Friday, August 17, 2012

Taking a Bite Out of the Mosquito Population

They are the peskiest of pests, and they are at their height of peskiness during August.  But there are ways to  control the population in your yard.  It's not only their itchy bites that are problematic, but there is also need for worry over the diseases they carry.

Armed with the right knowledge, you make it a fair fight and hopefully come close to winning the battle against these annoying summer visitors.
It's a well known fact that mosquitoes need water to breed, so the first step to reducing the population is to eliminate their breeding sources.  There are many areas in  your yard that provide these areas to mosquitoes. Some are obvious and others are not so obvious.  It's not just standing water, it's also overly moist areas of soil, mulch and leaf debris.  Find the sources, eliminate them and you will see a huge decrease in the mosquitoes occupying your yard.
Find the areas in your yard that are not draining properly.  After a strong rain, do you have areas where water stands for more than a couple of days?  If you, you will need to regrade these areas to allow the rain to drain properly and absolve the puddling problem.  These areas are perfect for mosquito breeding, and should quickly be addressed.
Identify all the items in your yard that hold water.  This includes birdbaths, the drainage saucers under your potted plants, pet bowls, and any other items that have the ability to hold water.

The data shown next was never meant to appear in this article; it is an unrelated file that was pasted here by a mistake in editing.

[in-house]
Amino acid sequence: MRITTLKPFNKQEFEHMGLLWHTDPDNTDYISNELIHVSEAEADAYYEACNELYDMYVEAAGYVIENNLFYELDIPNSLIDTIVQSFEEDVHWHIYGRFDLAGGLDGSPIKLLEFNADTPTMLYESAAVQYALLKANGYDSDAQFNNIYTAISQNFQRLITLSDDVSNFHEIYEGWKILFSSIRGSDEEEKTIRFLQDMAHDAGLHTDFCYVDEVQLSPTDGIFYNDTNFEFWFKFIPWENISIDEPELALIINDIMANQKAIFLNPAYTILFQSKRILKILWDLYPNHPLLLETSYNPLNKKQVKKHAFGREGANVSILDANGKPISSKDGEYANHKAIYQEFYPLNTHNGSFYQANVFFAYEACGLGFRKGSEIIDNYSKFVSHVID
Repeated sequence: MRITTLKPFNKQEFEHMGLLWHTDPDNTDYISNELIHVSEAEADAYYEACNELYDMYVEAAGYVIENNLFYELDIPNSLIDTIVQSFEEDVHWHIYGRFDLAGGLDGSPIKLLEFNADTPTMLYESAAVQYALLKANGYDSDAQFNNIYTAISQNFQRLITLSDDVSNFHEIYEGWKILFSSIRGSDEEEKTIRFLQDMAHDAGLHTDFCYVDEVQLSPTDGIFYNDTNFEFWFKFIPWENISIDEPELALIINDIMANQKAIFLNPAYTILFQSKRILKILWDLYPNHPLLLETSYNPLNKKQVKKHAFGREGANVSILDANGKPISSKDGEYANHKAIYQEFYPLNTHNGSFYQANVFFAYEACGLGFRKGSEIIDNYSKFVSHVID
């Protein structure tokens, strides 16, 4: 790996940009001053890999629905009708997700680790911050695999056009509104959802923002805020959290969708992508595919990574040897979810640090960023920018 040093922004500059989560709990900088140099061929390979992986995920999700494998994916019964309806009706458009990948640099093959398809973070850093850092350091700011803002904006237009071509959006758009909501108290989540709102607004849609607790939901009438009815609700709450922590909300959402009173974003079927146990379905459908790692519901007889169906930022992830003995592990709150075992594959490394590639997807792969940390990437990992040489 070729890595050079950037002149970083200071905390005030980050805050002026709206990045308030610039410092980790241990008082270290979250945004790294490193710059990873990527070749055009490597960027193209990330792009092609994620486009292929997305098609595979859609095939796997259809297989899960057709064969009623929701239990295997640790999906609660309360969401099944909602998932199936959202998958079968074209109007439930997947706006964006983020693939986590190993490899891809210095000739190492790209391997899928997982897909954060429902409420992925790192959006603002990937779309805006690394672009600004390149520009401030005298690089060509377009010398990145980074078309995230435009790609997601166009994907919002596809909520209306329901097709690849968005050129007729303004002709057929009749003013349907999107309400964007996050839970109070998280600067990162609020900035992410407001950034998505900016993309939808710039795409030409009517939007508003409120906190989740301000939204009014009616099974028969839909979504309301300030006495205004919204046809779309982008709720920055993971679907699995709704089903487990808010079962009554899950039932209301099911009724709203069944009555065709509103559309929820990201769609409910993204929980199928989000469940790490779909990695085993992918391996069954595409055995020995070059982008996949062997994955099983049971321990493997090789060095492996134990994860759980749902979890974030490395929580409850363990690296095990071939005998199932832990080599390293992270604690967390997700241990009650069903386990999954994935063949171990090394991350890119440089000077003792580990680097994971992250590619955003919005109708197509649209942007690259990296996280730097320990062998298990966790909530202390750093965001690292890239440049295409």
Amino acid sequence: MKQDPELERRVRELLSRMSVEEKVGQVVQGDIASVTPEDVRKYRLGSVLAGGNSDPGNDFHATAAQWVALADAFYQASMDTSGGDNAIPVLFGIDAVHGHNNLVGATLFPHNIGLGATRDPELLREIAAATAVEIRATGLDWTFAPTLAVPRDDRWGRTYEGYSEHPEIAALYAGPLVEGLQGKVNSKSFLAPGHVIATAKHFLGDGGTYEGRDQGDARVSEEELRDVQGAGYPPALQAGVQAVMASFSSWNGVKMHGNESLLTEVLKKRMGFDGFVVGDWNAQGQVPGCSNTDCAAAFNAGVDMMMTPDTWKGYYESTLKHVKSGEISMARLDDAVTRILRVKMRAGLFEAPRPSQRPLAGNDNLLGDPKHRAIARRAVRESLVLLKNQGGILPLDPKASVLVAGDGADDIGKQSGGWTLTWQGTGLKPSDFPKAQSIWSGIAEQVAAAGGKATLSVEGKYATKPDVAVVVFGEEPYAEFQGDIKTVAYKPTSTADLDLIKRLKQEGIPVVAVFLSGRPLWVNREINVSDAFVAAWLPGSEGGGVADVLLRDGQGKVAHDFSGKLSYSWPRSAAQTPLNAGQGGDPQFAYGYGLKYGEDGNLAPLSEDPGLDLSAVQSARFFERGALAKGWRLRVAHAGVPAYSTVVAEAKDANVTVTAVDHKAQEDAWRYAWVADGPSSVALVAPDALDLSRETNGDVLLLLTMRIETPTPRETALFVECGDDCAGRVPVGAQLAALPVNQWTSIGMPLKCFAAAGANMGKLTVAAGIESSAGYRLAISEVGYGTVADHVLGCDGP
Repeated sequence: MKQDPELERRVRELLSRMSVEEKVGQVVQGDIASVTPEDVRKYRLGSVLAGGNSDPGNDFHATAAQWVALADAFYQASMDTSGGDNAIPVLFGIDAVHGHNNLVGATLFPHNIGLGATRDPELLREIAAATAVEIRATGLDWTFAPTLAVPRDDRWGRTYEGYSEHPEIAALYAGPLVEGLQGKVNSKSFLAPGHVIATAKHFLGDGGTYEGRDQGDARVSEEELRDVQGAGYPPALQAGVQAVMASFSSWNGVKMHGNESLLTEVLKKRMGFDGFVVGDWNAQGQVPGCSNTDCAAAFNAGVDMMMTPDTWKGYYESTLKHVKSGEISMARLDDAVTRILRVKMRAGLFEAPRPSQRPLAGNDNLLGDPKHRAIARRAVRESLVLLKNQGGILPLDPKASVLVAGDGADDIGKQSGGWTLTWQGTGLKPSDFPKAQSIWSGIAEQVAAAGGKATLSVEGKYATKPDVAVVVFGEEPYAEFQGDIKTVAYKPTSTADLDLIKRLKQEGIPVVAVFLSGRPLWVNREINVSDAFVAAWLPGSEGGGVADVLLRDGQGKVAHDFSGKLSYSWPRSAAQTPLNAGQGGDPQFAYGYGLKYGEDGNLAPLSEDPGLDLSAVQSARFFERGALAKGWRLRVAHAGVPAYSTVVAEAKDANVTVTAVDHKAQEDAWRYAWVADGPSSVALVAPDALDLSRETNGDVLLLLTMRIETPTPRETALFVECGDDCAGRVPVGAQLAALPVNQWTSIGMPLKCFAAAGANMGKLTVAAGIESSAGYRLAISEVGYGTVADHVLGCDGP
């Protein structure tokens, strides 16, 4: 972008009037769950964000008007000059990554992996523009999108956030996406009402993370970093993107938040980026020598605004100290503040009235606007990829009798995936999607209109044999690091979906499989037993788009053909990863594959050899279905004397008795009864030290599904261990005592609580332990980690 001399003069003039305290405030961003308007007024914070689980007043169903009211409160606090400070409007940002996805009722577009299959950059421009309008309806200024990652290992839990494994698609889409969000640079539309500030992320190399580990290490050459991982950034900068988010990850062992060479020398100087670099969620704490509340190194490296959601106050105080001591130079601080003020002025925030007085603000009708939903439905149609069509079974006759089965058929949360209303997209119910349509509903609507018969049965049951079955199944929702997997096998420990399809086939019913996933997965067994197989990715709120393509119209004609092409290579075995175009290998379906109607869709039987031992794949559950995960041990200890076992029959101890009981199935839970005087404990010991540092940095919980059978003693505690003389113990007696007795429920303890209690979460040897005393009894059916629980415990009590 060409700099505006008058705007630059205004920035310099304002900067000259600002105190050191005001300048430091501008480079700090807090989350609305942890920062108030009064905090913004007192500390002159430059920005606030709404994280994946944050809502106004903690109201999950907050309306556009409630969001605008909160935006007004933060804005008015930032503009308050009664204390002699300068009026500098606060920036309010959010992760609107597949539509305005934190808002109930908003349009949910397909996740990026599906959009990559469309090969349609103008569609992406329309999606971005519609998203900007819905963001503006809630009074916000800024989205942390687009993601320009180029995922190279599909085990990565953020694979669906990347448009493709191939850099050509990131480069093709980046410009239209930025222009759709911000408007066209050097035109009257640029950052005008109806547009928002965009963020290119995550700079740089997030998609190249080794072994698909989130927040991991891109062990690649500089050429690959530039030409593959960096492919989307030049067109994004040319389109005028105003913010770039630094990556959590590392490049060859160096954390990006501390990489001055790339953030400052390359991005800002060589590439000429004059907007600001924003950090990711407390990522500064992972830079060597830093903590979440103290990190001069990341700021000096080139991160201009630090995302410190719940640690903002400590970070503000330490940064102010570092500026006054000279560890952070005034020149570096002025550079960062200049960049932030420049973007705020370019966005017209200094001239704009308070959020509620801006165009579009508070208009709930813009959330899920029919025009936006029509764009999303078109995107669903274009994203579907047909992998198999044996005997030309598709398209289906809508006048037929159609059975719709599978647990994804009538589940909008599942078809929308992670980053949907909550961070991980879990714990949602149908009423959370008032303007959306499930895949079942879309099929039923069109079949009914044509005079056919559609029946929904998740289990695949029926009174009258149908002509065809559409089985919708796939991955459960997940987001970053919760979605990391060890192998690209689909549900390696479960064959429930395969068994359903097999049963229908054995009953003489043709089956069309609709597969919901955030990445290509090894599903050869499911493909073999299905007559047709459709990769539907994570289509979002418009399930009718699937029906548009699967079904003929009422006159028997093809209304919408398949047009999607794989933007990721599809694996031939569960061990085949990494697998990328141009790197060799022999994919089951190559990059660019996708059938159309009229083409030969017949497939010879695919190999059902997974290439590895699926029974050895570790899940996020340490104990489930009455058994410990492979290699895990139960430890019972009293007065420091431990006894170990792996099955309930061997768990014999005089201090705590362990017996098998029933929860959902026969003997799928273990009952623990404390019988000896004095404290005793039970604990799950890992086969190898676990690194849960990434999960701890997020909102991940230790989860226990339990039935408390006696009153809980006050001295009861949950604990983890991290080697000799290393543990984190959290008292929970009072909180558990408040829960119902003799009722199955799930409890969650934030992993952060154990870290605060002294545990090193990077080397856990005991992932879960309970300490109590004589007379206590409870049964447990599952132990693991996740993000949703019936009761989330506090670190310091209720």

If you have an ornamental pond in your yard, be sure to keep the water moving.  Use an aerating device to keep the water movement to prevent mosquitoes from laying eggs.  If you keep fish in your pond, be certain to add some fish who will dine on mosquito larvae.  These include common goldfish, killifish and guppies.  They are known to eat larvae and are community fish and will live gracefully with your other pond dwellers.
A pond with no fish will benefit with the addition of gambusia affinis or mosquito fish. Because they are aggressive toward other fish, they have to be the sole inhabitants of your pond. About one inch long, they look like guppies and have a ferocious appetite for mosquito larvae.  One thing to be aware of is that they will also ravage the dragonfly larvae in your pond, which will happily feast on the mosquito larvae, although not at a rate even close to the mosquito fish.

Most people don't think about their gutters when thinking of breeding grounds for mosquitoes.  A collection of built up leaves in your gutters stores just enough water to make these areas an optimal spot for mosquitoes to leave their larvae.  Keep the gutters clean and be sure there are no clogs.
If you've got a swimming pool, then you'll want to ensure it's chlorinated properly.  Don't let the chlorine levels drop or mosquitoes will be sure to make it a new home.

To keep the breeding mosquitoes away from your yard, be sure and keep your grass mowed.  Mosquitoes like to hang out in the weeds during the day and if the lawn is tall and the weeds are many, the mosquito population in the evening will certainly show it.

Now that we've told you what does work, let's discuss what doesn't work.

Bug zappers. They kill other bugs, but don't count on them for mosquitoes.  Mosquitoes are not attracted to bug zappers.  Period.

The most important way to control the mosquito population is to limit standing water.  Be aware of the spots in your yard that could attract mosquitoes and do what's necessary to alleviate the problem.




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